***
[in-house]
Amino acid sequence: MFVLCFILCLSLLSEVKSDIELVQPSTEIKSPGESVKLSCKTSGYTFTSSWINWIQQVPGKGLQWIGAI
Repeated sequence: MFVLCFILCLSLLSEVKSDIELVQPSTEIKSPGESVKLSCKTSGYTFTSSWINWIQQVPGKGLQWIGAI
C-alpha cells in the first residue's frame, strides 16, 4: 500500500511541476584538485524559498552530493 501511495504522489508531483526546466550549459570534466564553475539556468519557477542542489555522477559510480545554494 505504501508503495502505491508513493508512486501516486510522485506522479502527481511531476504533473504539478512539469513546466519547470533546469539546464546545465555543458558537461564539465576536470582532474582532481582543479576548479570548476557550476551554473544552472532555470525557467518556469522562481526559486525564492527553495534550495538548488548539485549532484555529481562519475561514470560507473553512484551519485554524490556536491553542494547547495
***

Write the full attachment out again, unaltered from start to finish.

[in-house]
Amino acid sequence: MFVLCFILCLSLLSEVKSDIELVQPSTEIKSPGESVKLSCKTSGYTFTSSWINWIQQVPGKGLQWIGAI
Repeated sequence: MFVLCFILCLSLLSEVKSDIELVQPSTEIKSPGESVKLSCKTSGYTFTSSWINWIQQVPGKGLQWIGAI
C-alpha cells in the first residue's frame, strides 16, 4: 500500500511541476584538485524559498552530493 501511495504522489508531483526546466550549459570534466564553475539556468519557477542542489555522477559510480545554494 505504501508503495502505491508513493508512486501516486510522485506522479502527481511531476504533473504539478512539469513546466519547470533546469539546464546545465555543458558537461564539465576536470582532474582532481582543479576548479570548476557550476551554473544552472532555470525557467518556469522562481526559486525564492527553495534550495538548488548539485549532484555529481562519475561514470560507473553512484551519485554524490556536491553542494547547495